‘Band on the Run‘ by Wings became one of my favourites alongside Lennon’s ‘Imagine‘. There is a line in the title track of McCartney’s album where a backing vocalist sings the words ‘…if we ever get out of here’. As a child I always thought that this was John Lennon doing a guest spot on the record, although I had a lot of trouble convincing anyone else. (Have a listen and see what you think – it happens right before the instrumental that precedes the line, ‘and the rain exploded with a mighty crash’).
Recently I listened to a copy of the bootleg album ‘A Toot and a Snore in ’74’. This is the only known recording session since the breakup of The Beatles where John Lennon and Paul McCartney played together and frankly – its pretty bad. The point is, this recording was made in March 1974. ‘Band on the Run‘ was released in December 1973. Obviously the pair were at least cordial with each other so why couldn’t it have been Lennon on backing vocals?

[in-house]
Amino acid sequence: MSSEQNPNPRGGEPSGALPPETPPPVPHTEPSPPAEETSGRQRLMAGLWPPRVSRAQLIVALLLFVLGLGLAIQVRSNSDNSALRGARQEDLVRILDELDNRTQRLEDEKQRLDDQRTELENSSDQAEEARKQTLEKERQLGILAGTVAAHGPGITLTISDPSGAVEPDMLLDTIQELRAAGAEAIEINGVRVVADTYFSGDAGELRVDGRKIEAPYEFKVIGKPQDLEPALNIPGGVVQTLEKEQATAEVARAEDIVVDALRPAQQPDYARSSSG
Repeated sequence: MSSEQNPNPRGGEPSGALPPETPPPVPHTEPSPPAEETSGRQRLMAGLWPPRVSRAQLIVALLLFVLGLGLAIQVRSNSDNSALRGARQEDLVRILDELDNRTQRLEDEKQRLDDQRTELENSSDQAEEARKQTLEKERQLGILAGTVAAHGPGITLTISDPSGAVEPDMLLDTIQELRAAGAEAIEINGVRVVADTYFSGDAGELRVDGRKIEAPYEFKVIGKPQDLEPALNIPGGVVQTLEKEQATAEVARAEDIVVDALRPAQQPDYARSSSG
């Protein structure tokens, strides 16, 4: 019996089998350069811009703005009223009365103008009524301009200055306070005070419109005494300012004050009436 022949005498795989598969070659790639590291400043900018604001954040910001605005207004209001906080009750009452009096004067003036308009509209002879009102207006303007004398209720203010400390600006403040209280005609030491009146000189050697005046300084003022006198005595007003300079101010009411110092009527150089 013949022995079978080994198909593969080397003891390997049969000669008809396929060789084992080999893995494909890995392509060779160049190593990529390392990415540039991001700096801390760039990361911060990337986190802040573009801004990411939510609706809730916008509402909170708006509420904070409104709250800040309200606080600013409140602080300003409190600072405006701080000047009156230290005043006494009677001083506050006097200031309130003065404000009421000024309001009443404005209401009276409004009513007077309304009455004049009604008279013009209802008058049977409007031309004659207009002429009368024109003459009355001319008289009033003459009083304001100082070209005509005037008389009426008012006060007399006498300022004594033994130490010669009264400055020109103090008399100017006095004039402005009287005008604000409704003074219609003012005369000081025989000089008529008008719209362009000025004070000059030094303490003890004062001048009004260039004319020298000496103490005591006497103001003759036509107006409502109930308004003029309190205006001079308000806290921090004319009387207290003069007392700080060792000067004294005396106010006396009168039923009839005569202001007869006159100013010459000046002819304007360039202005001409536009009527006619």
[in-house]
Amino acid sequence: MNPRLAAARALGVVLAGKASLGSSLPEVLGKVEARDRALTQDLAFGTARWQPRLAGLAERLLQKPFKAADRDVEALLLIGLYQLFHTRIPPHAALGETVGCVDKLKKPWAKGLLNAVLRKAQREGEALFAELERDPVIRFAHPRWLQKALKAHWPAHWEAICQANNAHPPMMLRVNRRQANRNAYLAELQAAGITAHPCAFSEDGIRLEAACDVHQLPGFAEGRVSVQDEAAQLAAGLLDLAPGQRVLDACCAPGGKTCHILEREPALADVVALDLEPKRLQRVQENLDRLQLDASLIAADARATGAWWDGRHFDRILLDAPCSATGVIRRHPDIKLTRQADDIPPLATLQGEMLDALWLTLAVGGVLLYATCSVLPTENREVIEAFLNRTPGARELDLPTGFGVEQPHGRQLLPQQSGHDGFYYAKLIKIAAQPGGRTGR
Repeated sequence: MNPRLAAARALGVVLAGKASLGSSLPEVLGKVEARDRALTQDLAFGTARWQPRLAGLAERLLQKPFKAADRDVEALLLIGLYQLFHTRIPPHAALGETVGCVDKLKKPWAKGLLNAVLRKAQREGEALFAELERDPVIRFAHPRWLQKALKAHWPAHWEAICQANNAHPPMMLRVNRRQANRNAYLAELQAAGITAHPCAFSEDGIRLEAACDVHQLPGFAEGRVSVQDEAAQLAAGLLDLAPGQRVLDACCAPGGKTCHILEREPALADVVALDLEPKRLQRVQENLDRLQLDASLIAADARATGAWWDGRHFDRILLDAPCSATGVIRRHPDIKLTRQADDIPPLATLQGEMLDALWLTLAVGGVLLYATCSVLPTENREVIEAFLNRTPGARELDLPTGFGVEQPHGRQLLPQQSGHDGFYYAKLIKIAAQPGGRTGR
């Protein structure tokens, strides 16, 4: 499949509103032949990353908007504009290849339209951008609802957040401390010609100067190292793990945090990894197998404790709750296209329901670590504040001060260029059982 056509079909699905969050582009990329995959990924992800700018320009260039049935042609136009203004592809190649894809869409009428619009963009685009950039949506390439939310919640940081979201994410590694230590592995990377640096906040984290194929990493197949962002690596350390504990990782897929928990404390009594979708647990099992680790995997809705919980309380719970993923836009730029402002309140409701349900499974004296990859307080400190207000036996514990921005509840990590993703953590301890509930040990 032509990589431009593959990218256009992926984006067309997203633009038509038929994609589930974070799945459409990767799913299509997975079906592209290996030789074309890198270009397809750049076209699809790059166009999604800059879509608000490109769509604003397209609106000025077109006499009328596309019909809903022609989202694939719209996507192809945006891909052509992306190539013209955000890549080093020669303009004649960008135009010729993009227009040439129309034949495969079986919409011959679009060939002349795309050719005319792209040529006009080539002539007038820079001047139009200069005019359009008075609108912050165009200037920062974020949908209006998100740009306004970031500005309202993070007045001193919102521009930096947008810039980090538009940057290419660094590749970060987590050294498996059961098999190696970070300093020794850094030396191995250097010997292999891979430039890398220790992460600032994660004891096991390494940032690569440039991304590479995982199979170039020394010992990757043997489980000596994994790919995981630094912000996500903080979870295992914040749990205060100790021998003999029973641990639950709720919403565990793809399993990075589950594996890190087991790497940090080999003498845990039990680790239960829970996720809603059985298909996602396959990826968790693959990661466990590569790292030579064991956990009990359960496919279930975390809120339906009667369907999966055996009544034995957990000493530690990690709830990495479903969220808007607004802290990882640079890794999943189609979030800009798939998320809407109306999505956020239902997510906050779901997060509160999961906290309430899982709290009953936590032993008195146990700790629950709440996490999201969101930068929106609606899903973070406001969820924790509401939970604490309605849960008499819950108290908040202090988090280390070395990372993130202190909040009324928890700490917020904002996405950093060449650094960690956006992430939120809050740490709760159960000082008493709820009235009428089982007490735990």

Ok enough conspiracy theory and wishful thinking 🙂
Being young and innocent (yes I was once) I really didn’t notice, and definitely didn’t pay any attention to, the troubles that surrounded my heroes. I’m sure that the breakup of the Beatles empire was a less than savoury experience for all concerned but the only question on my mind at the time was, when will the Beatles be getting back together?
Then it happened.
I still have a vivid recollection of that horrible morning when my whole world came crashing down. It was five days before my twelfth birthday and I was getting dressed for school whilst listening to 2SM. The headlines were announced as a lead in to the full news broadcast and I did a double take when the words ‘Lennon’ and ‘pronounced dead on arrival’ were mentioned in the same sentence. The reporter stated rather matter-of-factly that Mark David Chapman had shot John four times in the back and chest at approximately 10:55pm on Monday 8th December 1980 as he walked from his limousine to the entrance of the apartment building, where he lived with his wife Yoko and son Sean. I’d missed the news on television the night before and so I was unaware of the catastrophe until the next morning, Wednesday 10th December 1980.